The integrity of the game is a phrase heard often in any discussion of steroids and baseball. Major League Baseball says players have to be tested to ensure the integrity of the game; each player who tests positive damages the integrity of the game.
There is no test, on the other hand, for a practice that undermines the integrity of the game. Let’s call it the June 1 Jaunt. That’s the date, give or take a week, on which good young minor league players travel to the major leagues, belatedly summoned by their employers.
Teams don’t talk about the practice of manipulating players’ major league service time. They don’t acknowledge it, and they don’t want to call it to the attention of fans and reporters. They think if they don’t publicize it no one will notice.
But how can you help but notice an influx of rookies in late May and early June. Making their major league debuts in the past couple of weeks were Tommy Hanson, Braves pitcher, June 7; Gordon Beckham, White Sox third baseman, June 4; Andrew McCutchen, Pirates center fielder, June 4; Matt Wieters, Orioles catcher, May 29; Sean West, Marlins pitcher, May 23; Kris Medelin, Braves pitcher, May 21.
And let’s not overlook David Price, the Rays’ post-season sensation last October, who reappeared with the Rays this season on May 25. The 23-year-old left-handed pitcher may be the most significant name on the list because he follows by a year his teammate Evan Longoria, who underwent a similar experience but slightly earlier in the season.
“This is my 20th year in this business,” Paul Cohen, Longoria’s agent, said, “and for the majority of my career the majority of young players are not ready April 1, are not ready May 1. They’re not ready until June 1.”
It’s fascinating, though, to see how, when their teams deem them ready for the majors, these young players all are ready around the same time – about two months into the season.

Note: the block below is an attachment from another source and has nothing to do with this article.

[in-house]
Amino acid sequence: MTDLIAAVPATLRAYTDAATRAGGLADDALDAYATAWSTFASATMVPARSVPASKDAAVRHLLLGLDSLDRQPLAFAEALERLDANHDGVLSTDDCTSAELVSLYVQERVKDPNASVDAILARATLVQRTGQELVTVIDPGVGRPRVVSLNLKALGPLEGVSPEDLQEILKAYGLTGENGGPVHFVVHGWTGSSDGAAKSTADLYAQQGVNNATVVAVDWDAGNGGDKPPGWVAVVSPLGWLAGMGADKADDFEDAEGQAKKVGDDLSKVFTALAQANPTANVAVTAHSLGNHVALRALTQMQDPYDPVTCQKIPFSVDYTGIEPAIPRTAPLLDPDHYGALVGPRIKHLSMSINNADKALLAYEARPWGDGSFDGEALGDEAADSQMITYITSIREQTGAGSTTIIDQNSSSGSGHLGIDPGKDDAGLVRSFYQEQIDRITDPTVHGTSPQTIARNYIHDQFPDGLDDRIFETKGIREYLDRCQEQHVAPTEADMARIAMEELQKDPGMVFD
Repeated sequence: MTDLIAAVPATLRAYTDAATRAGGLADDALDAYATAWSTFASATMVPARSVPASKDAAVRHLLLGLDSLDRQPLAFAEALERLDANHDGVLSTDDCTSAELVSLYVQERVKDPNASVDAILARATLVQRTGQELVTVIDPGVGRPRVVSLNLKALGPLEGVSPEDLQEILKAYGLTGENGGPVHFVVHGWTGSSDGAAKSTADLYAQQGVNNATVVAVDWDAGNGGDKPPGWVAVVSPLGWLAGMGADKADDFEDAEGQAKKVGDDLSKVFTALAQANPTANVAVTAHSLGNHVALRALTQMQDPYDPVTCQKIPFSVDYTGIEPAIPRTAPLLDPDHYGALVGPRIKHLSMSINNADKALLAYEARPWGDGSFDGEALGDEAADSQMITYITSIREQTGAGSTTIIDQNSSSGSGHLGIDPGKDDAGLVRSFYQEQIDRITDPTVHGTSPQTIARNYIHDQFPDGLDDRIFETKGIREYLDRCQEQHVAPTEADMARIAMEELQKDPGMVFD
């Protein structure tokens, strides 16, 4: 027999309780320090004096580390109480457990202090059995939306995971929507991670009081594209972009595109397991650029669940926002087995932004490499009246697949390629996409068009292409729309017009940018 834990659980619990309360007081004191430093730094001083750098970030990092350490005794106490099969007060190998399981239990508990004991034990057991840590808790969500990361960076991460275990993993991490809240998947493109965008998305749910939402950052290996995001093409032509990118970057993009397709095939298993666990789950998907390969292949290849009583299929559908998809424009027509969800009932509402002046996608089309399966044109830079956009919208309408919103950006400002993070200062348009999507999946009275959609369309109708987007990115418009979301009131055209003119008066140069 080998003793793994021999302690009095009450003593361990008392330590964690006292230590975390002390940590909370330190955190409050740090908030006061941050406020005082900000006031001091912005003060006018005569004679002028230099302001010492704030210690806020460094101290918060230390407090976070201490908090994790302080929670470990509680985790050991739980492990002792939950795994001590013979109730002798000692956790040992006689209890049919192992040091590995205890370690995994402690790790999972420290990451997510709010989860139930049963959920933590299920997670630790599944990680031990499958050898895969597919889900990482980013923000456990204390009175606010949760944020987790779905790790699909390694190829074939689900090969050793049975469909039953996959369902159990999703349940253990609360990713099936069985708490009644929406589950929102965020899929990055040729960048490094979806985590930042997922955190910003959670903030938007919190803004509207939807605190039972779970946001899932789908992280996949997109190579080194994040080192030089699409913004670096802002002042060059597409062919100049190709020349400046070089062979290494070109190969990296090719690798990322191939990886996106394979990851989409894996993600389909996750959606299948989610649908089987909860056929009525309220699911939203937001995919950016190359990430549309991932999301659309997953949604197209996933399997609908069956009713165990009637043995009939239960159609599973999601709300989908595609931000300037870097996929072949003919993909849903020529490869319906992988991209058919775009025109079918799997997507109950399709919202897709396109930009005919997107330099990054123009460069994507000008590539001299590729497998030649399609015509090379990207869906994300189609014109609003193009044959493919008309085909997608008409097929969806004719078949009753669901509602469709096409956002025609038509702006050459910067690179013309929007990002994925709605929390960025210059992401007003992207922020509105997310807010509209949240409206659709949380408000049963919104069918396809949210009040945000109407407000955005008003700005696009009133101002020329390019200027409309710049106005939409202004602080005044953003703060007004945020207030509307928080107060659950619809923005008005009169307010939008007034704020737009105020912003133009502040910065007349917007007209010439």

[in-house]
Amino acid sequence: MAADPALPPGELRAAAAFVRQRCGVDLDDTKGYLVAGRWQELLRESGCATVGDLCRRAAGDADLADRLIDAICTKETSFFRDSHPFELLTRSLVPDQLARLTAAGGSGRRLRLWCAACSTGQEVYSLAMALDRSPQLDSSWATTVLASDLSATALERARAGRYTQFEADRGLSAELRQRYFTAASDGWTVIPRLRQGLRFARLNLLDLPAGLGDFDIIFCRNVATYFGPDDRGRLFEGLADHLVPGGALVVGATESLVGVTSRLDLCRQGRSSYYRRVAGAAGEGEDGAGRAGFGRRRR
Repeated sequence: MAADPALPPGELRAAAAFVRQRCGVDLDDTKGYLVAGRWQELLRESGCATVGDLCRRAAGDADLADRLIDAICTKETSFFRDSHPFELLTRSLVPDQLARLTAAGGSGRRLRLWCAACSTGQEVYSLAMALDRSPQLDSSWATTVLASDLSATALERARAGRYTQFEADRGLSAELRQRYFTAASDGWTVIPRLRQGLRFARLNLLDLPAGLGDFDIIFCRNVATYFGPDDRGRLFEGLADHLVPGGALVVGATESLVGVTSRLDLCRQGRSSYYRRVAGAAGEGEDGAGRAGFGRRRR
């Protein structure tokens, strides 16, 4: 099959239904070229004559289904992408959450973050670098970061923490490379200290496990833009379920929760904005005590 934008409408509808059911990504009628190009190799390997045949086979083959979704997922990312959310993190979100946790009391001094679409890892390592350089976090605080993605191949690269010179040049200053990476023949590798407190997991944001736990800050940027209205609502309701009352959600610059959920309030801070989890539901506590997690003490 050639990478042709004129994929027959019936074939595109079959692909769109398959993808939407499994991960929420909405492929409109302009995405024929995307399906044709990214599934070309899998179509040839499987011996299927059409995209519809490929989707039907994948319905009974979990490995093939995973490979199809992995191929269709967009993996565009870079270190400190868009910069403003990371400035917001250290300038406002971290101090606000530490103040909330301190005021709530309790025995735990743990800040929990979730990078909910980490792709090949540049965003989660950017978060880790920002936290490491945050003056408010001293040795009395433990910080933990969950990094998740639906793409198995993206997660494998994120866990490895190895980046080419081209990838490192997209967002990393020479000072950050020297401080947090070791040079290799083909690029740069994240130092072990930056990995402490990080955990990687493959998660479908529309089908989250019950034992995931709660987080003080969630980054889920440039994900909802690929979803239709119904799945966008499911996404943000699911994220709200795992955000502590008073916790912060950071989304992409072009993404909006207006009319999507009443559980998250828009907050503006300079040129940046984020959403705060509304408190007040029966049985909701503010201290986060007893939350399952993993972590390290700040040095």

One of the most telling examples of recent years was Ryan Braun (above). A can’t-miss rookie in 2007, Braun had to play in the minors until the Brewers finally called him up May 25. In the remaining four months of the season, Braun hit well enough to win the National League rookie of the year award. He batted .324, slugged 34 home runs and drove in 97 runs in 113 games.
Despite Braun’s potent production, the Brewers finished two games behind the Cubs in the N.L. Central. He missed the first 47 games waiting for the Brewers to let him start collecting his service time. What are the chances Braun would have changed the outcome of two or three games and put the Brewers in the playoffs? Very good, I would say.
But the Brewers were more interested in extending their control of Braun than in winning games and a division title. That desire, shared by most other teams, goes directly to the integrity of the game. When a team doesn’t do everything it can to win games, it cheats its fans, and the fans have to ask why and accuse the team of deliberately not trying to win.
Promoting Braun to the majors would not have been the same as improving the team by signing a free agent to a $100 million contract. Doug Melvin, the Brewers’ general manager, was said to be tied up with the draft Tuesday and didn’t return a telephone call seeking his thoughts two years later on his decision to leave Braun in the minors.
What is behind this practice that undermines the integrity of the game? Four words: major league service time. By manipulating a player’s service time, a team can delay his eligibility for salary arbitration and free agency.
For service time purposes, a full year is defined as 172 days. A season is 183 days, meaning if a player isn’t called up in the first 12 days of the season, he can’t get a full year’s service time for that season.
Even if he is added to the roster on the 13th day of the season and remains in the majors the rest of the season, a player would finish that season with less than a year of service time. That means he would need six more years to qualify for free agency and three more for salary arbitration instead of five and two.
There is one exception to arbitration eligibility. Although players generally need three years in the majors to be eligible, there is a group of “Super Twos” who qualify. They are the 17 percent of players who have the most service time among players with two to three years of service.
The least amount of service time a Super Two has had was two years and 128 days in 1991. In the last two years, three of the last four and four of the last six, the cutoff has been two years and 140 days. In those years players who weren’t in the majors for 44 days or more their first season didn’t make it.